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The contents of this report reflect the views of the author(s), who is responsible for the facts and the accuracy of the data presented herein. The contents do not necessarily reflect the official views or policies of the Virginia Department of Transportation, the Commonwealth Transportation Board, or the Federal Highway Administration. This report does not constitute a standard, specification, or regulation. Any inclusion of manufacturer names, trade names, or trademarks is for identification purposes only and is not to be considered an endorsement.

Title:

Evaluation of Methods for Predicting Rail-Highway Crossing Hazards
Authors:
Faghri, Ardeshir.
Michael J. Demetsky
Year: 1986
VTRC No.: 86-R32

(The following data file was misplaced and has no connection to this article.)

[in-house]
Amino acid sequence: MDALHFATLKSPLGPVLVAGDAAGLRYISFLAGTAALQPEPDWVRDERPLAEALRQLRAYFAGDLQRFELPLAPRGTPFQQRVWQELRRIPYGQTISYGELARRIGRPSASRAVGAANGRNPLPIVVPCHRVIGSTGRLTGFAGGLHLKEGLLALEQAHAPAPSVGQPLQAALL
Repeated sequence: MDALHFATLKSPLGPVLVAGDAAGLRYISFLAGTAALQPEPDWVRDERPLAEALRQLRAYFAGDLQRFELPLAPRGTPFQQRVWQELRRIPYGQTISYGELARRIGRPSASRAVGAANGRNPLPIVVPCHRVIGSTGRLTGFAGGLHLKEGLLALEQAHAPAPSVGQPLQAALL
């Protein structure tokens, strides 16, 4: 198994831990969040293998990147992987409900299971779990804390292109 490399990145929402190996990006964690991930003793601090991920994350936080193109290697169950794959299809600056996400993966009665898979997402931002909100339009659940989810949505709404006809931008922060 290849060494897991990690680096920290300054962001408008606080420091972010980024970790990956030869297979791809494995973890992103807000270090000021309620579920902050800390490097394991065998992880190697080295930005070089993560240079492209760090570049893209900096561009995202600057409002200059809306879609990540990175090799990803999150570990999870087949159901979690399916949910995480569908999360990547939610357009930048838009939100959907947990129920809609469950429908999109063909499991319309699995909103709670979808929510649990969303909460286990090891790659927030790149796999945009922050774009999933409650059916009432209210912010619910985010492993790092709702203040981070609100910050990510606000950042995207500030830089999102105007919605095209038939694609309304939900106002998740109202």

Abstract: The need for improvement at a rail/highway crossing typically is based on the Expected Accident Rate (EAR) in conjunction with other criteria carrying lesser weight. In recent years new models for assessing the need for improvements have been developed, and in the research reported here five such models selected from a list established from a literature review and a user survey were evaluated. The selected models--the DOT, Peabody-Dimmick, NCHRP No. 50, Coleman-Stewart, and New Hampshire--were evaluated using a data base maintained by the Virginia Department of Highways and Transportation. Additionally, the performance of the methods in predicting the EAR were compared using the chi-square test and the power factor. The results indicated that the DOT formula outperformed the other four methods in both the evaluative and comparative analyses, and thus was recommended for use. The priority list produced by this formula is only one criterion used in determining the need to improve conditions at any crossing. It must be supplemented with information obtained by regular site inspections and with qualitative data that cannot feasibly be incorporated into a mathematical formula.